Saturday, March 28, 2009

Stadium Memories: My early experiences as a kid

I can recall my earliest memory at the old stadium. We had tickets to see the Yankees play the Mariners in the 1995 playoffs. I was only 8 years old then, but grew up around baseball. I remember looking around and seeing how excited everyone was, noticing the way the bright lights set atop the tier reserved seats were almost blinding. The atmosphere was special, much different than the little league fields I often frequented. Having the Yankees return to the playoffs that season was emotional for many fans.

The emotion I experienced just sitting among 56,000 passionate fans actually turned me into one of those passionate fans. It happened to me the way baseball has captured the hearts of millions over the last century.

As much as I love the sport, my most fond memories have little to do with baseball. I can recall arriving at the stadium hours early in search of tickets back in the 90's when far fewer people would attend games. My brother Ross, co-editor of this site, found someone who worked in one of those isolated ticket booths in front of gate 6. Every game, the man who worked in the booth would sell us two tier reserved tickets for the price of one, helping us out because we were kids. These acts of kindness made me fall in love with the fan experience, especially the one at the old stadium.

Through the 90's and into the next decade, I noticed things changing, as Yankee attendance increased. There was increased security, no more half price tickets, and less and less access to players on the field.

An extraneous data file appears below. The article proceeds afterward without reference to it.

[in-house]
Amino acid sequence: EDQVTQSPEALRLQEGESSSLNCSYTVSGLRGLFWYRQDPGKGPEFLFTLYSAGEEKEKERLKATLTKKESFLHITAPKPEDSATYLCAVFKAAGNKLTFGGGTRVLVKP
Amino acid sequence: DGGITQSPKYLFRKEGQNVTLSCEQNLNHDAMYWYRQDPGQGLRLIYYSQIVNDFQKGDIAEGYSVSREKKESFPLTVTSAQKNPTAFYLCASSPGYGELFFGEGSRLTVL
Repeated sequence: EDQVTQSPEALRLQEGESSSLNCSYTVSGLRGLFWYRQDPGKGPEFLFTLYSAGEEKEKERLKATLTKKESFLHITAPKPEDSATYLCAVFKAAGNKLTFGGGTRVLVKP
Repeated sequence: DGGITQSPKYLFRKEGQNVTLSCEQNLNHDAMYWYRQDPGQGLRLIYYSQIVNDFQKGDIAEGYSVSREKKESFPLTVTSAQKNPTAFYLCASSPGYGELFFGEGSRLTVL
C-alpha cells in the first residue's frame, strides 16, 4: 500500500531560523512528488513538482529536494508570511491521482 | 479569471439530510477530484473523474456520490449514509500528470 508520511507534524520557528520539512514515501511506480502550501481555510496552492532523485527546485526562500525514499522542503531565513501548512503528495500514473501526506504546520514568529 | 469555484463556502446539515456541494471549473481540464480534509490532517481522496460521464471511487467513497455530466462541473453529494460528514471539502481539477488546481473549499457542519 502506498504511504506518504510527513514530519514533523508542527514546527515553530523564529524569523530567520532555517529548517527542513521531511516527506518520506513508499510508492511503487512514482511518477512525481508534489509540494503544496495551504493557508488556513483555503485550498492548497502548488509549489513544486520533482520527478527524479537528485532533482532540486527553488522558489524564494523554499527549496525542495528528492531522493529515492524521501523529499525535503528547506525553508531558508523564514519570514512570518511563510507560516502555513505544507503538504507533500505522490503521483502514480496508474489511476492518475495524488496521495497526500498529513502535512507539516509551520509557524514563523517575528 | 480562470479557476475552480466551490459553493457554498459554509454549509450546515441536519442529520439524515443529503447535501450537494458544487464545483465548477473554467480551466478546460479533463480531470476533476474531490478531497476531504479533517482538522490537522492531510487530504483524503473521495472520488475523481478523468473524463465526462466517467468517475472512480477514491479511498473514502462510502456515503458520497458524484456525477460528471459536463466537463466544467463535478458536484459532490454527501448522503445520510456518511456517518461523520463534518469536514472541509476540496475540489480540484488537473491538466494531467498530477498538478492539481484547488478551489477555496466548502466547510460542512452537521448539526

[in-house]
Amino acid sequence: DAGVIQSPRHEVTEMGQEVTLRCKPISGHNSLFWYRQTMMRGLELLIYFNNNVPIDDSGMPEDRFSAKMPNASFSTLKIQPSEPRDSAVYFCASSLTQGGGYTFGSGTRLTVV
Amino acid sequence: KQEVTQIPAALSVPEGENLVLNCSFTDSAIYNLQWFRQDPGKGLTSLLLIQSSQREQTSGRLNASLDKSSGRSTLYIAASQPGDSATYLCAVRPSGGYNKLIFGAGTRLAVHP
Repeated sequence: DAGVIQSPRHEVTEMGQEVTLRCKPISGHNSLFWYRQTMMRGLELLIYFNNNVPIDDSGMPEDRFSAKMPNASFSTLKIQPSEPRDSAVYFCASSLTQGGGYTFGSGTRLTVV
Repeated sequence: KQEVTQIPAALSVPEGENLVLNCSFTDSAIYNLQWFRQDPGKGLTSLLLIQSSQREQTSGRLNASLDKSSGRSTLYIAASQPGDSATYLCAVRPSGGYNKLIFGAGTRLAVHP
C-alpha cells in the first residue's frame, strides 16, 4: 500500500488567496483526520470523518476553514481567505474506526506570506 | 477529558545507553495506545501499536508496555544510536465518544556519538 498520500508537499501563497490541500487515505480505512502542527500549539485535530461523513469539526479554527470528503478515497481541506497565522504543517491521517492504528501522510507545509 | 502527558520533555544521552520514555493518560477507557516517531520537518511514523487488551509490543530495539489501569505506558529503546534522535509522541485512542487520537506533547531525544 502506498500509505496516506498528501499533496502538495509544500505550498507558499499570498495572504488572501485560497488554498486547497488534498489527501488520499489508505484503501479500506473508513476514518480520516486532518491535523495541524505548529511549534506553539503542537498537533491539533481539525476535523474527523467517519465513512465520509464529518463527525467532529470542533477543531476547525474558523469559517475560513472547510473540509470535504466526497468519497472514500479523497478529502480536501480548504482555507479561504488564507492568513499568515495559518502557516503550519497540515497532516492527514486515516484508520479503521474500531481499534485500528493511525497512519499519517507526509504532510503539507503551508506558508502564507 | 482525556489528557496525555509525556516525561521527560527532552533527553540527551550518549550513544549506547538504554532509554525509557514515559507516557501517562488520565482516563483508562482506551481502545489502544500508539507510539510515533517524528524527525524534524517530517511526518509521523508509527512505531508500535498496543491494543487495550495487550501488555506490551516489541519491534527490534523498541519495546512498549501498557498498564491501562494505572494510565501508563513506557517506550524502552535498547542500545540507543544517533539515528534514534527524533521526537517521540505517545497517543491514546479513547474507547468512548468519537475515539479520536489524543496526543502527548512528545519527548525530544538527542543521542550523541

During this time, when Ross was in high school, he would always bring a glove to games. One day during batting practice, an opposing player was warming up down the left field line and had no catch-partner. When Ross asked the player for the ball in his hand, the player said "Only if you throw it back". The player, whose name I can't remember, then proceeded to have a catch with Ross from the stands. Of course, the player made his final throw and let us keep the ball. These types of memories are unique and special, and are exactly what make fans truly enjoy going to games.

If fans do not have access to areas close to the field for batting practice at the new stadium, the youngsters will lose out, more than anyone else. Seeing these pros up close, and sometimes even getting to talk to them, is what made so many of us love baseball when we were kids.

Either way the new stadium will be filled with new memories, ones made by fans and their family/friends. For me the stadium experience wasn't always about baseball. It was about being with my best friend, the person I TRULY idolized, my brother Ross. I only hope young people still have access to the type of experiences we had, so they too can form lifelong bonds through the beautiful game of baseball.
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